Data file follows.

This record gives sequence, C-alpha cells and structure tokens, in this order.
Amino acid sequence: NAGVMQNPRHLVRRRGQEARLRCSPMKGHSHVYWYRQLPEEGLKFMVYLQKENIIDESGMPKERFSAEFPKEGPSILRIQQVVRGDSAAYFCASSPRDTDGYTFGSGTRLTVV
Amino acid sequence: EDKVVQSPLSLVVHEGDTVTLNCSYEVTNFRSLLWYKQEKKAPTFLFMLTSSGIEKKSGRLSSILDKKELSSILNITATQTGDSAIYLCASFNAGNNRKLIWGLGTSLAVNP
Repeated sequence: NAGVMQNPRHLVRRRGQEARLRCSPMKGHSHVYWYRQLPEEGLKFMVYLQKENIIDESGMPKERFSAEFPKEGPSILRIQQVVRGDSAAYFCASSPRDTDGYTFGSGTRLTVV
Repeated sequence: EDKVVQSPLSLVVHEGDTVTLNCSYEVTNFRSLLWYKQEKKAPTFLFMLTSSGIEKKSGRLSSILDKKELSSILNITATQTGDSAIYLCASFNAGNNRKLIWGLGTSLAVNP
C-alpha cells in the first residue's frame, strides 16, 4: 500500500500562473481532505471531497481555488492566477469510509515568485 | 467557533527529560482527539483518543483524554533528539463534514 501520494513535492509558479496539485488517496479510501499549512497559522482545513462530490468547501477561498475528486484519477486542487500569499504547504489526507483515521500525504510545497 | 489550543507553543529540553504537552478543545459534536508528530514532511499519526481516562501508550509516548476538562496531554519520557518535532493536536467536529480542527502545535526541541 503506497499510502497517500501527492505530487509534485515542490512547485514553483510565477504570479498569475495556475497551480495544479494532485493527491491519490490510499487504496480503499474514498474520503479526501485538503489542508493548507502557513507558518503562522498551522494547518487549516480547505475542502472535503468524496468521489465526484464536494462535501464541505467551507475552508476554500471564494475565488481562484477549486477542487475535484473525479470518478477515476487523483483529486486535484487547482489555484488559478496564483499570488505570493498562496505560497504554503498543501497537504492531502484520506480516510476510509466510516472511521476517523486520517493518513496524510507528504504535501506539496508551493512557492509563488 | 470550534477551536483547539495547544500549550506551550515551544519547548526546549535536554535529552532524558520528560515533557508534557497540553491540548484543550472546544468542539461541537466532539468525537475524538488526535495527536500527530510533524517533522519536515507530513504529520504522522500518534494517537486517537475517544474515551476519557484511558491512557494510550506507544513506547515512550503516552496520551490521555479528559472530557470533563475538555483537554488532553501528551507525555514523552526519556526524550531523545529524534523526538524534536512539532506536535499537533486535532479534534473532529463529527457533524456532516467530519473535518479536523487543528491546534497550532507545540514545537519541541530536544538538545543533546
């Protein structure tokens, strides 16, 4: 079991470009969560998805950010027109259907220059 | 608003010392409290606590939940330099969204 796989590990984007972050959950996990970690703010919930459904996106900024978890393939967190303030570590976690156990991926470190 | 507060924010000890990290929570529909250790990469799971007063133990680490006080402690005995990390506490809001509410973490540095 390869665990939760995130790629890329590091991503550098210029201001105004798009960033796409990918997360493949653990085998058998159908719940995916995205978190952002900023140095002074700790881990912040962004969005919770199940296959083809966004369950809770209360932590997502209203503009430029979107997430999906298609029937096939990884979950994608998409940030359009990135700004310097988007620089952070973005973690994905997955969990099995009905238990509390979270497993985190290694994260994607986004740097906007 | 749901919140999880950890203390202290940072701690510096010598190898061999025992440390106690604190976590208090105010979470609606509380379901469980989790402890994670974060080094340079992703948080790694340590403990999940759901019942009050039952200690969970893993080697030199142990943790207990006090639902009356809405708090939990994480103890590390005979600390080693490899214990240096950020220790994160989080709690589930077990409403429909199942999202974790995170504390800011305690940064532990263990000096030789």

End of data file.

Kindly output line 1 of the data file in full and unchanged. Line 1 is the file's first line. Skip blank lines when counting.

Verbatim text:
This record gives sequence, C-alpha cells and structure tokens, in this order.